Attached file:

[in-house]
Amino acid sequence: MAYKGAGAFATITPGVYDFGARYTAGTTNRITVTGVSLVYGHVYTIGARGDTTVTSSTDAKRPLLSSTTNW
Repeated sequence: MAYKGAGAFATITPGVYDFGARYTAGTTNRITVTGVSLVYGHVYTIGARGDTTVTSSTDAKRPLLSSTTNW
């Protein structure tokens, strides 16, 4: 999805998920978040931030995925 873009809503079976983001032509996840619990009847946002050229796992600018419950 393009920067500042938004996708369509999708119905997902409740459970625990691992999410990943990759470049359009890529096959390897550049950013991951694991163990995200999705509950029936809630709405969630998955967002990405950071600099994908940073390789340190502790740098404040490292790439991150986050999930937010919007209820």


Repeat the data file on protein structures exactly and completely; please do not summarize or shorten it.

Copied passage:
[in-house]
Amino acid sequence: MAYKGAGAFATITPGVYDFGARYTAGTTNRITVTGVSLVYGHVYTIGARGDTTVTSSTDAKRPLLSSTTNW
Repeated sequence: MAYKGAGAFATITPGVYDFGARYTAGTTNRITVTGVSLVYGHVYTIGARGDTTVTSSTDAKRPLLSSTTNW
């Protein structure tokens, strides 16, 4: 999805998920978040931030995925 873009809503079976983001032509996840619990009847946002050229796992600018419950 393009920067500042938004996708369509999708119905997902409740459970625990691992999410990943990759470049359009890529096959390897550049950013991951694991163990995200999705509950029936809630709405969630998955967002990405950071600099994908940073390789340190502790740098404040490292790439991150986050999930937010919007209820």